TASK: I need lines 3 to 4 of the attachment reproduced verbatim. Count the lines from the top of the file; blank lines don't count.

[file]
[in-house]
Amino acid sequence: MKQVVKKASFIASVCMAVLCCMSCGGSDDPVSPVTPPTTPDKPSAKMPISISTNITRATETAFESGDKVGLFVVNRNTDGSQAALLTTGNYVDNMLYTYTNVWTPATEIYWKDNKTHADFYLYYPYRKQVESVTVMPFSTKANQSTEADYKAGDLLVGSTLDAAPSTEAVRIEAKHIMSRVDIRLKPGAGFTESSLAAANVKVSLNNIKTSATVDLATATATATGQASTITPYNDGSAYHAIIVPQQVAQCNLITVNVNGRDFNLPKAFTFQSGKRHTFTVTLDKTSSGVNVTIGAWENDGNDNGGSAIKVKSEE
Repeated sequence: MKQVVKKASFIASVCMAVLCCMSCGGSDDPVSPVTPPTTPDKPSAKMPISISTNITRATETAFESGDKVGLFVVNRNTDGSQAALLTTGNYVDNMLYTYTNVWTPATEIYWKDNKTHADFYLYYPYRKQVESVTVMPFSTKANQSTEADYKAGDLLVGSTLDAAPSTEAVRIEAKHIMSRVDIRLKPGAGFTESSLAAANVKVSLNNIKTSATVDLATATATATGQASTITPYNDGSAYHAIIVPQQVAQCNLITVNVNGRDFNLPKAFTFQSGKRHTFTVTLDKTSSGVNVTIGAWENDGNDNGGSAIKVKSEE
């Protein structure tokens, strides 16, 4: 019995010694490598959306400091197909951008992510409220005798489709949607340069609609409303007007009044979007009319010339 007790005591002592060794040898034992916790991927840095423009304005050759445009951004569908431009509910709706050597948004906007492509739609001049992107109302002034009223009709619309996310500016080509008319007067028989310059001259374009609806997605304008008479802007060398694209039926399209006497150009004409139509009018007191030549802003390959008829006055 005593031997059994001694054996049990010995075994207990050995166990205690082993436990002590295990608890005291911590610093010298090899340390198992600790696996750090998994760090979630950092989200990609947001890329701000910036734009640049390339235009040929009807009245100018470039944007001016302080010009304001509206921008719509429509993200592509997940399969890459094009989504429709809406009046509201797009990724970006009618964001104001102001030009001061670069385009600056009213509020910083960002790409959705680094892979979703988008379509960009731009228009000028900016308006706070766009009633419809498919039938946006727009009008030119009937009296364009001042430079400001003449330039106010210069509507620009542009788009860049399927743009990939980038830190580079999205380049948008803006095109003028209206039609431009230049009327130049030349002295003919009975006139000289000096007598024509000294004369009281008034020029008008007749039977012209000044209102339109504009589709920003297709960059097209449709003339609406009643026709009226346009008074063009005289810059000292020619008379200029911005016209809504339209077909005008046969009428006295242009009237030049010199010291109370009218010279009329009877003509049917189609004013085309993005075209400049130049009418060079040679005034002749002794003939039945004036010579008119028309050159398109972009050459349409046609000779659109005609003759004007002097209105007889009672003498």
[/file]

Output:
Repeated sequence: MKQVVKKASFIASVCMAVLCCMSCGGSDDPVSPVTPPTTPDKPSAKMPISISTNITRATETAFESGDKVGLFVVNRNTDGSQAALLTTGNYVDNMLYTYTNVWTPATEIYWKDNKTHADFYLYYPYRKQVESVTVMPFSTKANQSTEADYKAGDLLVGSTLDAAPSTEAVRIEAKHIMSRVDIRLKPGAGFTESSLAAANVKVSLNNIKTSATVDLATATATATGQASTITPYNDGSAYHAIIVPQQVAQCNLITVNVNGRDFNLPKAFTFQSGKRHTFTVTLDKTSSGVNVTIGAWENDGNDNGGSAIKVKSEE
């Protein structure tokens, strides 16, 4: 019995010694490598959306400091197909951008992510409220005798489709949607340069609609409303007007009044979007009319010339 007790005591002592060794040898034992916790991927840095423009304005050759445009951004569908431009509910709706050597948004906007492509739609001049992107109302002034009223009709619309996310500016080509008319007067028989310059001259374009609806997605304008008479802007060398694209039926399209006497150009004409139509009018007191030549802003390959008829006055 005593031997059994001694054996049990010995075994207990050995166990205690082993436990002590295990608890005291911590610093010298090899340390198992600790696996750090998994760090979630950092989200990609947001890329701000910036734009640049390339235009040929009807009245100018470039944007001016302080010009304001509206921008719509429509993200592509997940399969890459094009989504429709809406009046509201797009990724970006009618964001104001102001030009001061670069385009600056009213509020910083960002790409959705680094892979979703988008379509960009731009228009000028900016308006706070766009009633419809498919039938946006727009009008030119009937009296364009001042430079400001003449330039106010210069509507620009542009788009860049399927743009990939980038830190580079999205380049948008803006095109003028209206039609431009230049009327130049030349002295003919009975006139000289000096007598024509000294004369009281008034020029008008007749039977012209000044209102339109504009589709920003297709960059097209449709003339609406009643026709009226346009008074063009005289810059000292020619008379200029911005016209809504339209077909005008046969009428006295242009009237030049010199010291109370009218010279009329009877003509049917189609004013085309993005075209400049130049009418060079040679005034002749002794003939039945004036010579008119028309050159398109972009050459349409046609000779659109005609003759004007002097209105007889009672003498």